How do plants perceive light? 

Plants are dependent on their ability to sense and interact to their surroundings to optimize their chances of survival. What happens in the plant world is very interesting and light has several known actions on plant growth and development.

Photosynthetic pathways are driven by light or more appropriately by energy exchange. When light is absorbed by leaves, photon light particles are transformed to a higher energy state in chloroplasts to synthesize glucose as an energy source from CO2 and this produces O2 as a by-product, along with this major function photons also send a signal to either increase or decrease plant growth regulators called auxins and cytokinins which control the direction of plant growth.

Figure showing chloroplast (light harvesting compartment) and the process of photosynthesis (light harvesting process) in a plant cell.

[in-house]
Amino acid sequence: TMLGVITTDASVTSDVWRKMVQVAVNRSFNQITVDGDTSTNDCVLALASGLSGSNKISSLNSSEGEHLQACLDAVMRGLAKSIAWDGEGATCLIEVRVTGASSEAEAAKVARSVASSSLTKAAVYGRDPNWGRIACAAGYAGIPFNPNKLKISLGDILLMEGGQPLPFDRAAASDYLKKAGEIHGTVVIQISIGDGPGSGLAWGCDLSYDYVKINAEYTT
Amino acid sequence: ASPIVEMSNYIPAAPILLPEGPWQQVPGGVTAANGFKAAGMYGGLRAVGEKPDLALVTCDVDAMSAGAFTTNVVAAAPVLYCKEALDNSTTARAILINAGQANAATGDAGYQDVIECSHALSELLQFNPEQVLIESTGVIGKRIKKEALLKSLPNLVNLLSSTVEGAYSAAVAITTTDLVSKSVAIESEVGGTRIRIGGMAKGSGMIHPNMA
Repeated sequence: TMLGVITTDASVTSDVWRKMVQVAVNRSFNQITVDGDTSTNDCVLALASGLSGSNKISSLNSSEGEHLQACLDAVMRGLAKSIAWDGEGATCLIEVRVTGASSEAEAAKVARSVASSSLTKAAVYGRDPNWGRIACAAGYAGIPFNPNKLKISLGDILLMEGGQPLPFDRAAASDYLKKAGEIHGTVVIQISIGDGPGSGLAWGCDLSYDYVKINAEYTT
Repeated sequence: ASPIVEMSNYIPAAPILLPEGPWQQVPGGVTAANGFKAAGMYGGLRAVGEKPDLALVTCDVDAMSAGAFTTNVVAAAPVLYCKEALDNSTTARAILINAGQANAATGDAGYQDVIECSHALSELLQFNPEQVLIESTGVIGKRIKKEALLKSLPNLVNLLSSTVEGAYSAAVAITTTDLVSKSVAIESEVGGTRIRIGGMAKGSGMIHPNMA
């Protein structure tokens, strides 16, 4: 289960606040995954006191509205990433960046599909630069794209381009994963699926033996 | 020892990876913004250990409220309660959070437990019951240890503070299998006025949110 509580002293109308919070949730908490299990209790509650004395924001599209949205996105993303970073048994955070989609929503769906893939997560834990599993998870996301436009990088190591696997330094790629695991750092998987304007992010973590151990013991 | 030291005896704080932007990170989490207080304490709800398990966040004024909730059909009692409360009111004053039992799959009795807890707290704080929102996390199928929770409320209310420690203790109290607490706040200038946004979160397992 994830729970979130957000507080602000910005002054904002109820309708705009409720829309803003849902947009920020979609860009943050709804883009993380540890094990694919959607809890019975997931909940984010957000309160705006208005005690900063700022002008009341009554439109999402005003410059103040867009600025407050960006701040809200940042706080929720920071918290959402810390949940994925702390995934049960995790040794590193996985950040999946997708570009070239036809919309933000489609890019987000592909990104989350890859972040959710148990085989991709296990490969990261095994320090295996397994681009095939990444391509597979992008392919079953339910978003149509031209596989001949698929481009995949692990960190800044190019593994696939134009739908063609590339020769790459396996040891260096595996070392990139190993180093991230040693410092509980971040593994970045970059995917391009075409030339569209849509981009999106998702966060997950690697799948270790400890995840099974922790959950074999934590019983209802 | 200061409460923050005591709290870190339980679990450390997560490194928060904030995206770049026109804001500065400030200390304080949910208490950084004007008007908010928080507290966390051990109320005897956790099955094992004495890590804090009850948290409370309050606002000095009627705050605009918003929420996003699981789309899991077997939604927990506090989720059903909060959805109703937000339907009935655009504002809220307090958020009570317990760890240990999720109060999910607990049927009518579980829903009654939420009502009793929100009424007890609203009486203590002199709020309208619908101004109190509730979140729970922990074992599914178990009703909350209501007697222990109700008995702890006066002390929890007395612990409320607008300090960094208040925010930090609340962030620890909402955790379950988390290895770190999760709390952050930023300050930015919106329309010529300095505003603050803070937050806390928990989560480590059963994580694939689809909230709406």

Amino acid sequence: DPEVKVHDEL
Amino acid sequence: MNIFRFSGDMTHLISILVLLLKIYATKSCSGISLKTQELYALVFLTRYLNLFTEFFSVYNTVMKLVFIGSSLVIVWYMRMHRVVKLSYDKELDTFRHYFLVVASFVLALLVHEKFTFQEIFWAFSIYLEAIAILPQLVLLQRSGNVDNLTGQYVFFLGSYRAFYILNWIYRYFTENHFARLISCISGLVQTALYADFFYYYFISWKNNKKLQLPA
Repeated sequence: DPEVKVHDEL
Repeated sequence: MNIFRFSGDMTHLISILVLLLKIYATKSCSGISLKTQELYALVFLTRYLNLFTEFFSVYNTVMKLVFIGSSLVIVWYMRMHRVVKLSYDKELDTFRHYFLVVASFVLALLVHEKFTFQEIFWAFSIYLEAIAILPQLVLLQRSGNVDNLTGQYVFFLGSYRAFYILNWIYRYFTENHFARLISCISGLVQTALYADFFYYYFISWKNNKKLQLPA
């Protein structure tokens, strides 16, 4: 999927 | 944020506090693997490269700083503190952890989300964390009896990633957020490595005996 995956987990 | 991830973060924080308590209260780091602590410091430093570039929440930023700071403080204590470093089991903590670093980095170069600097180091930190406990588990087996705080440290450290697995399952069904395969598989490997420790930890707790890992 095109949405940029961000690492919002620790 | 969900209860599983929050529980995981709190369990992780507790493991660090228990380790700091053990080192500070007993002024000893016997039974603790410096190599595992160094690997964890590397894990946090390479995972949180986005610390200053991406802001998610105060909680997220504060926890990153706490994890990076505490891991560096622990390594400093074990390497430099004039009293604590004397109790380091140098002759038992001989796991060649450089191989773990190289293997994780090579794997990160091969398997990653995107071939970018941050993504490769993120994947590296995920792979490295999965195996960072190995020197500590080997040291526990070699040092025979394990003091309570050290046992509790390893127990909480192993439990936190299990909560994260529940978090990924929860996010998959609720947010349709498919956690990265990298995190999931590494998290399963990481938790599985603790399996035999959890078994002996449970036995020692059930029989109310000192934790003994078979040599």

Source credit:- Getty Images

Deeper in the chloroplast within the thylakoids lie the photosystems that serve as the site for absorption of sunlight. Special structures called photoreceptors detect an array of wavelengths, allowing them to ‘perceive’ light and send a signal in the direction of growth. Similar to human eyes a wide range of photoreceptors exist, including phytochromes, cryptochromes, phototropins and ultraviolet-B receptors help plants discriminate light signals from ultraviolet to visible to far red wavelengths. Of course it’s much more complicated than we can talk about in this short article but essentially the plant has a control mechanism that distinguishes wavelengths through these photoreceptors and a metabolic switch to biological reactions.